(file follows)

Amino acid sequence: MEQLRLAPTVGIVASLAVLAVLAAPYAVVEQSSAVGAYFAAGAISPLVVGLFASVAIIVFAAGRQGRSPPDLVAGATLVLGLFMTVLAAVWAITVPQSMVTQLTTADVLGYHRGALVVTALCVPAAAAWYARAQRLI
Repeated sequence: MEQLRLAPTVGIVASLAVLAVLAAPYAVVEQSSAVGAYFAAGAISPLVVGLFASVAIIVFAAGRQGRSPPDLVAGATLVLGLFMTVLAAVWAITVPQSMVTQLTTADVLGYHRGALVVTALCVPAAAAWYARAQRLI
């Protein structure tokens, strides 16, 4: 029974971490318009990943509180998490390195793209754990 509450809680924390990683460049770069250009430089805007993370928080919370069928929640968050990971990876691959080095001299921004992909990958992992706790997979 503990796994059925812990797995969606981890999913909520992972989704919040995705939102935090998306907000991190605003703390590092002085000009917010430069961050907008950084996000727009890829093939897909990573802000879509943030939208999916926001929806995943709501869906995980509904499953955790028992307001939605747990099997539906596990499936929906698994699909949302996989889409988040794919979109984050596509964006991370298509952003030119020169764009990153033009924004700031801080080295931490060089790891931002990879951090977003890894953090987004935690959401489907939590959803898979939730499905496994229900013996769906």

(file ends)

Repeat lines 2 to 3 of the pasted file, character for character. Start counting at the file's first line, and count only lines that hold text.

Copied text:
Repeated sequence: MEQLRLAPTVGIVASLAVLAVLAAPYAVVEQSSAVGAYFAAGAISPLVVGLFASVAIIVFAAGRQGRSPPDLVAGATLVLGLFMTVLAAVWAITVPQSMVTQLTTADVLGYHRGALVVTALCVPAAAAWYARAQRLI
């Protein structure tokens, strides 16, 4: 029974971490318009990943509180998490390195793209754990 509450809680924390990683460049770069250009430089805007993370928080919370069928929640968050990971990876691959080095001299921004992909990958992992706790997979 503990796994059925812990797995969606981890999913909520992972989704919040995705939102935090998306907000991190605003703390590092002085000009917010430069961050907008950084996000727009890829093939897909990573802000879509943030939208999916926001929806995943709501869906995980509904499953955790028992307001939605747990099997539906596990499936929906698994699909949302996989889409988040794919979109984050596509964006991370298509952003030119020169764009990153033009924004700031801080080295931490060089790891931002990879951090977003890894953090987004935690959401489907939590959803898979939730499905496994229900013996769906």